In order for an injured employee to be fully compensated for their work-related injury, the medical evidence must be documented accurately.
When an employee is injured while on the job, the employer’s workers’ compensation insurance is there to cover the cost of all medical care and lost wages that are a result of the injury. This is designed to protect the employee from having to pay for medical care out-of-pocket and to protect the employer from any legal action being taken against them.
Are the Expenses Relevant to the Work-Related Injury?
In order for the employee to ensure that they are compensated for all of the medical bills that are accumulated, it is up to the employee to make sure that the expenses are relevant to the work-related injury and that they are accompanied by an affidavit signed by the treating physician. The absence of such documentation could cost you the compensation you deserve. If you have any doubt about the medical evidence you have retained or if your employer is questioning the bills you have submitted as evidence, a Missouri workers’ compensation attorney can help. Bring your documentation to The Law Office of James M. Hoffmann to be evaluated and to find out what you need to do in order to be compensated for all of your medical expenses.
Documenting Out-of-Pocket Expenses
During the course of your treatment, you may have to pay some out-of-pocket expenses. These might include insurance co-pays for medical care or pharmacy bills for medications. It is important that you are given detailed receipts for these expenses and when applicable, have the physician sign a paper that states the relevancy of the bill to your work-related illness or injury. The absence of such paperwork could nullify the medical bill or expense.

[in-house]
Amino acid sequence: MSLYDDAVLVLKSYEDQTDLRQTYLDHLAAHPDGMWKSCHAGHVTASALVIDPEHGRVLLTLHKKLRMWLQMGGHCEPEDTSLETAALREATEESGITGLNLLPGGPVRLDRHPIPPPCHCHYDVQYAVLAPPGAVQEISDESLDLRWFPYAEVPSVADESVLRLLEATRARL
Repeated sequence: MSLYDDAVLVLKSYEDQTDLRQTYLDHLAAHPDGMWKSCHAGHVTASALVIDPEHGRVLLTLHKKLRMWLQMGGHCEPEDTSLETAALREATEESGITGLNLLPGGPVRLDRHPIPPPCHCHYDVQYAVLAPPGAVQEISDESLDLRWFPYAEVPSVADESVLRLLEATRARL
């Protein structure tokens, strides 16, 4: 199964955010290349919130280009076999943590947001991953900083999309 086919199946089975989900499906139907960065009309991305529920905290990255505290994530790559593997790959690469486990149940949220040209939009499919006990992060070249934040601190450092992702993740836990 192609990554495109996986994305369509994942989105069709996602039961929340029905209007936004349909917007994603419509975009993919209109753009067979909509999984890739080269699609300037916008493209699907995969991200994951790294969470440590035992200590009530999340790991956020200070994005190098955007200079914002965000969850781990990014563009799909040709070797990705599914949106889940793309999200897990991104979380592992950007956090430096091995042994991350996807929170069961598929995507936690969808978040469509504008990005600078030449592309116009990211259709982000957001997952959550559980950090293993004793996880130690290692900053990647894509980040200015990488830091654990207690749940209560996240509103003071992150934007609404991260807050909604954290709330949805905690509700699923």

Case Study – Medical Bills Disputed by the Employer
A Missouri employee who suffered from a work-related lower back injury faced such a problem when trying to recover all of the monies he had lost as a result of the injury. While the employer did not dispute that the injury was a direct result of his job or that they were responsible for the medical bills, they did dispute the validity of some of the medical bills that were presented as evidence.
The workers’ compensation board, who heard the case on appeal filed by the employer, agreed and determined that certain bills submitted as evidence were to ambiguous to be considered real evidence and did not include them in the reward for compensation of medical expenses. The flaws that stood out was the absence of any additional proof, either by direct testimony or affidavit, that these bills were in any way related to the accident. Also questioned were obvious marks that were meant to obliterate parts of the bill.
Missouri Workers’ Compensation Attorney
How you present your evidence in a workers’ compensation appeal is extremely important. These types of cases are reliant on medical evidence in order for you to be completely compensated. Having that evidence, but not presented properly, will cost you the right to reclaim your losses.